ICM debuts commercial-scale biomass gasifier

By Kris Bevill | May 10, 2011

Colwich, Kan.-based ICM Inc. has announced the availability of a commercial-scale biomass gasification system that can be used as a cogeneration unit or to completely eliminate fossil fuel intake at various facilities, including ethanol plants. The commercialization is the result of a project that began with a demonstration-scale gasifier in Newton, Kan., in 2009. Since commencing operations at that facility, ICM has tested more than a dozen feedstocks and amassed more than 2,100 hours of operation on the unit, proving its commercial potential with a variety of industries and feedstocks, according to Tom Ranallo, ICM’s vice president of operations.

“It was critically important for ICM to invest heavily in a commercial-scale demonstration unit to prove the feedstock-flexible capabilities of this robust technology, which dates back to 1975, as well as to give potential customers and lenders the comfort and reassurance they need to finance waste-to-energy and biomass-to-energy projects,” he said.

ICM is known for its engineering expertise in the ethanol industry and it was the ethanol industry that the firm had in mind when it first began developing the biomass gasifier. The plan was to design a gasification system that could be applied as a bolt-on to ethanol plants, but economic factors altered that plan slightly. “That was around the time when natural gas prices were very high,” Ranallo said. “As gas prices came down, it didn’t really pencil out. So we decided to work on different feedstocks and perfect the technology around many, many feedstocks.” The company has tested various fuel sources such as refuse-derived fuel from municipal solid waste, tire-derived fuel, chicken litter, wood chips, wheat straw, corn stover and energy crops.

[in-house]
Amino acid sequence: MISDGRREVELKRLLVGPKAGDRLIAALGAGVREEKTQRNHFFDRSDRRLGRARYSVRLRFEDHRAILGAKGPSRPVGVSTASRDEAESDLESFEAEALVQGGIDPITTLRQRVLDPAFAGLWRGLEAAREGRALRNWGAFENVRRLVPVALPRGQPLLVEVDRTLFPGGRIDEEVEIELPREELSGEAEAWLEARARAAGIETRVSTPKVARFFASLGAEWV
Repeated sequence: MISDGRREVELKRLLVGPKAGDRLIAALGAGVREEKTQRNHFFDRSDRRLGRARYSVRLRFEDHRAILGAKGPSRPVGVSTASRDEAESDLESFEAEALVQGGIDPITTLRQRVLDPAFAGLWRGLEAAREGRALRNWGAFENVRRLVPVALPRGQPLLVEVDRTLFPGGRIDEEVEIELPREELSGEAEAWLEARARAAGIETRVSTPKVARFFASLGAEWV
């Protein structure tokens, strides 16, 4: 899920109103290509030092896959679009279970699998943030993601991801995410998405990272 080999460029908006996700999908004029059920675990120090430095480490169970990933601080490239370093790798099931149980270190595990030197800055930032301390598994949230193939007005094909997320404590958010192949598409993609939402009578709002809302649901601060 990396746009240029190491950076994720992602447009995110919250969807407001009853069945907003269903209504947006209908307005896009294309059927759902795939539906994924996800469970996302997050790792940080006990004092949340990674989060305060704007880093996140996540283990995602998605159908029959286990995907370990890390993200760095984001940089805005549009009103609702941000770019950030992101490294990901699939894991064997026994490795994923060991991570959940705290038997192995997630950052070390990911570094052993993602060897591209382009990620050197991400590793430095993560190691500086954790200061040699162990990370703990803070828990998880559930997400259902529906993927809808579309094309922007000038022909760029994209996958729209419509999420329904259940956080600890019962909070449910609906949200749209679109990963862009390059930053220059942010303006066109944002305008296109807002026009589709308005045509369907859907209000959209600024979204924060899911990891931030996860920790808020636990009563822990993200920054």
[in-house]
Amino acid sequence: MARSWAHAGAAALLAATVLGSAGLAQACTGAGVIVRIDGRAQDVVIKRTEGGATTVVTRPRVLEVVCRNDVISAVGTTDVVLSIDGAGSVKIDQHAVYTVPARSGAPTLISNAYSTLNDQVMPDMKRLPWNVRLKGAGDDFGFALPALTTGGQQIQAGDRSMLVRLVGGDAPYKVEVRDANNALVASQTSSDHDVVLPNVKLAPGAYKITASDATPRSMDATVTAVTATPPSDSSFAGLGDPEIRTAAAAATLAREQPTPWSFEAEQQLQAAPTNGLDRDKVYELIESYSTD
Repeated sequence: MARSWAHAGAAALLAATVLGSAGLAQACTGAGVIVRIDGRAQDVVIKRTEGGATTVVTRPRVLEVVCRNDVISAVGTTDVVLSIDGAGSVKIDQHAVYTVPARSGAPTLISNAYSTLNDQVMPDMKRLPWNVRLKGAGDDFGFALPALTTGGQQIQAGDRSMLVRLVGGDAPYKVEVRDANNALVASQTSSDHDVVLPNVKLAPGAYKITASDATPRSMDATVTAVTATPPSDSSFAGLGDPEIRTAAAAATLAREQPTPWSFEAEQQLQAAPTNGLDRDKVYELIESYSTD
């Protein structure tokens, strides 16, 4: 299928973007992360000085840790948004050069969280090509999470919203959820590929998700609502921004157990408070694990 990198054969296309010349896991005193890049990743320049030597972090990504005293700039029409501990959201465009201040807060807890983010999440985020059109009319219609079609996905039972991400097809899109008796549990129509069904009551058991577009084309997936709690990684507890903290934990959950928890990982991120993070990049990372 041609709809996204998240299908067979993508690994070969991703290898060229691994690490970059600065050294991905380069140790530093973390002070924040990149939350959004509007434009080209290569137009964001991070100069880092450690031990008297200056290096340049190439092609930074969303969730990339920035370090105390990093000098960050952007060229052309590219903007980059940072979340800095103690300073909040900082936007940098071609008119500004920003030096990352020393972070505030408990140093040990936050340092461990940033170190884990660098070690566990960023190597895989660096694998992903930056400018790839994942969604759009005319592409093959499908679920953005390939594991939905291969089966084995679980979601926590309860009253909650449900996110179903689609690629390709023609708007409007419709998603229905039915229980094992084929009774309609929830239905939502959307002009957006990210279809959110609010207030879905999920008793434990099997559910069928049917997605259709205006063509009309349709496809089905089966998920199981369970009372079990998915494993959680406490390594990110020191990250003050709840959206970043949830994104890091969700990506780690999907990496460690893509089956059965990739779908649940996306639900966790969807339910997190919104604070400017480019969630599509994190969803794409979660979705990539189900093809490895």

Ranallo said private developers that have expressed interest in the gasification system are generally working with municipalities or power production facilities, but he added that ethanol producers with access to corn stover, for instance, could also apply the gasification system to their facilities. Equipment and installation fees for the system vary depending on the feedstock used and whether the user would like to also produce biochar as a coproduct, Ranallo said. He estimated that the project costs generally range from $3 million to $4 million per megawatt of power produced. System installations can be completed in about a year.

One area of concern for ethanol producers who might otherwise consider fuel switching to biomass-based sources is the U.S. EPA’s delay in determining whether biogenic emissions should be included in overall emissions calculations. ICM has installed back-end technology, including thermal oxidation and a wet electrostatic precipitator, at its demo plant and is conducting emissions testing to gather data for regulators and producers who will need emissions data in order to apply for air permits. “We know it’s going to be an important area, so we have tried to be proactive in having BACT [best available control technology] on the back end so we can start compiling a database to provide regulators with the information they need,” he said.